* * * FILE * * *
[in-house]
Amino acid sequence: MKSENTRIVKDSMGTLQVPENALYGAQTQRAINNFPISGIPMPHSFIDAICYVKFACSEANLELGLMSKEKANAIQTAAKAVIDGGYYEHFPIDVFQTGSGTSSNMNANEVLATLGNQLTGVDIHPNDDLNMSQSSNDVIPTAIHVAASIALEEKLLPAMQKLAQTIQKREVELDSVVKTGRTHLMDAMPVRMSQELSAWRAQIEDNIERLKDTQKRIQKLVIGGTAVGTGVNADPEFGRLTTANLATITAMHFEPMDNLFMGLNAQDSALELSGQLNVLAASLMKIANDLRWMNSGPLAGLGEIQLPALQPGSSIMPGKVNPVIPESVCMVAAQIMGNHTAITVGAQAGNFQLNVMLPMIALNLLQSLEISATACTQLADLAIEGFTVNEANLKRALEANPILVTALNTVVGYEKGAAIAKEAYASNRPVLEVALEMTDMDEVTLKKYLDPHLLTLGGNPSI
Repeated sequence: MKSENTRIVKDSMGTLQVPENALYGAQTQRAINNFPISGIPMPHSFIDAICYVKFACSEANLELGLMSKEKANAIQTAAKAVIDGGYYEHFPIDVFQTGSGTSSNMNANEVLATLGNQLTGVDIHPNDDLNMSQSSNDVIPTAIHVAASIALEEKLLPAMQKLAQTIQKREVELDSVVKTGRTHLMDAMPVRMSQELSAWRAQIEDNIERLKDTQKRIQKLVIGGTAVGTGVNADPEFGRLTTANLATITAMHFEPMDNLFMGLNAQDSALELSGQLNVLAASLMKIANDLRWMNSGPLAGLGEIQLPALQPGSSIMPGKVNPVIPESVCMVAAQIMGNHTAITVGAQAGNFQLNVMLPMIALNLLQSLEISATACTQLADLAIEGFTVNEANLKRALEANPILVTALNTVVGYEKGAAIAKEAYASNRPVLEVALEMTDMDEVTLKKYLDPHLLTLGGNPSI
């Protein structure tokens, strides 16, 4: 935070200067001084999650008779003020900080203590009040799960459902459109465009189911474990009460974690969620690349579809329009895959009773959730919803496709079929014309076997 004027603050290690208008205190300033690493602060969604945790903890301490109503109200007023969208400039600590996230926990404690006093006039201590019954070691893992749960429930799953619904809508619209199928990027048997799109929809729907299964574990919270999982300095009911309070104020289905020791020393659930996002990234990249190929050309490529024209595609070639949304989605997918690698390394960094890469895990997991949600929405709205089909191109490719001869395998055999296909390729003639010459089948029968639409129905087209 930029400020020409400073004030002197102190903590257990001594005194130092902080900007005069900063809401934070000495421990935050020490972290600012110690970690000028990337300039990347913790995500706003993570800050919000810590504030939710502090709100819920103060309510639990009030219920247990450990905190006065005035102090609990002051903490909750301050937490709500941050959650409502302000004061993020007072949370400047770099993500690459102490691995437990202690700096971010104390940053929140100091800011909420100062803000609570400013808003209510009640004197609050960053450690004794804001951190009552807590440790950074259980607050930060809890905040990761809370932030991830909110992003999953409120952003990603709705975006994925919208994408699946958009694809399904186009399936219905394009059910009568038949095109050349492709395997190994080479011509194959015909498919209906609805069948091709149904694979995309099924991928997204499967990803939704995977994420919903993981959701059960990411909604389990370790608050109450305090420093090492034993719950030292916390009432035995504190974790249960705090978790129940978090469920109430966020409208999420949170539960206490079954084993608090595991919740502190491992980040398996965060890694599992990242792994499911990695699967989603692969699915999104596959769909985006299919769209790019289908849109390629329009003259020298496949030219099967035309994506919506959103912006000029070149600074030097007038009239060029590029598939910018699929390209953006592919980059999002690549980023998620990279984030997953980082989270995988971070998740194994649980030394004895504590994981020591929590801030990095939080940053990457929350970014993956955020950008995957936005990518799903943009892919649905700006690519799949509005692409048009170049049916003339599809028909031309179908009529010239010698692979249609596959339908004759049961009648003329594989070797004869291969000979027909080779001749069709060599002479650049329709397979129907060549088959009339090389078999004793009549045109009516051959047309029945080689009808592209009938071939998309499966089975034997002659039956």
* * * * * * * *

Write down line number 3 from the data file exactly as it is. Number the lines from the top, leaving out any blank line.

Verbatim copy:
Repeated sequence: MKSENTRIVKDSMGTLQVPENALYGAQTQRAINNFPISGIPMPHSFIDAICYVKFACSEANLELGLMSKEKANAIQTAAKAVIDGGYYEHFPIDVFQTGSGTSSNMNANEVLATLGNQLTGVDIHPNDDLNMSQSSNDVIPTAIHVAASIALEEKLLPAMQKLAQTIQKREVELDSVVKTGRTHLMDAMPVRMSQELSAWRAQIEDNIERLKDTQKRIQKLVIGGTAVGTGVNADPEFGRLTTANLATITAMHFEPMDNLFMGLNAQDSALELSGQLNVLAASLMKIANDLRWMNSGPLAGLGEIQLPALQPGSSIMPGKVNPVIPESVCMVAAQIMGNHTAITVGAQAGNFQLNVMLPMIALNLLQSLEISATACTQLADLAIEGFTVNEANLKRALEANPILVTALNTVVGYEKGAAIAKEAYASNRPVLEVALEMTDMDEVTLKKYLDPHLLTLGGNPSI